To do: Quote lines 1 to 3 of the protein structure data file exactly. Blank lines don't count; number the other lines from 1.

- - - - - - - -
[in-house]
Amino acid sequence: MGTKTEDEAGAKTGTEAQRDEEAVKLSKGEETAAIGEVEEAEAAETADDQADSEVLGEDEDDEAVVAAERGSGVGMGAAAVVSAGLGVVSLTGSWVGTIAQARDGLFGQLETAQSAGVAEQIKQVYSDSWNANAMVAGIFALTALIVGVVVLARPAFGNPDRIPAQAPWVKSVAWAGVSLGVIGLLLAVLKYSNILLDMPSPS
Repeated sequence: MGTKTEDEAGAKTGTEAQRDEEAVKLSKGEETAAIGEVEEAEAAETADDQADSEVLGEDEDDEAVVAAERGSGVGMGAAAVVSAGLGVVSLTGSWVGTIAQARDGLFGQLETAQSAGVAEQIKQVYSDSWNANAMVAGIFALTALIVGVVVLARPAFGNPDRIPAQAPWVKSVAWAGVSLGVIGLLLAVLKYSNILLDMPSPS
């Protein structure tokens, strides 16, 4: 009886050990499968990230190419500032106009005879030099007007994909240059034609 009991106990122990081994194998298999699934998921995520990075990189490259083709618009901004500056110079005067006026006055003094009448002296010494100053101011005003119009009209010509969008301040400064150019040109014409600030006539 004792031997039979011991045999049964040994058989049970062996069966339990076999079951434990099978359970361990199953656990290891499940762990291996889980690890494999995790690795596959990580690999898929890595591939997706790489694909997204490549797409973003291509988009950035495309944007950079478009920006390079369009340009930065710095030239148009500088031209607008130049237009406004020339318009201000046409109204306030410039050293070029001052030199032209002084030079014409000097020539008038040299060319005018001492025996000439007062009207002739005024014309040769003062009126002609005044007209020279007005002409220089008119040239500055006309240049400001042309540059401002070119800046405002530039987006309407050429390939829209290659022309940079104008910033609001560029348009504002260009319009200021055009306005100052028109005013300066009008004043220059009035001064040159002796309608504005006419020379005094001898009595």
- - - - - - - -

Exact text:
[in-house]
Amino acid sequence: MGTKTEDEAGAKTGTEAQRDEEAVKLSKGEETAAIGEVEEAEAAETADDQADSEVLGEDEDDEAVVAAERGSGVGMGAAAVVSAGLGVVSLTGSWVGTIAQARDGLFGQLETAQSAGVAEQIKQVYSDSWNANAMVAGIFALTALIVGVVVLARPAFGNPDRIPAQAPWVKSVAWAGVSLGVIGLLLAVLKYSNILLDMPSPS
Repeated sequence: MGTKTEDEAGAKTGTEAQRDEEAVKLSKGEETAAIGEVEEAEAAETADDQADSEVLGEDEDDEAVVAAERGSGVGMGAAAVVSAGLGVVSLTGSWVGTIAQARDGLFGQLETAQSAGVAEQIKQVYSDSWNANAMVAGIFALTALIVGVVVLARPAFGNPDRIPAQAPWVKSVAWAGVSLGVIGLLLAVLKYSNILLDMPSPS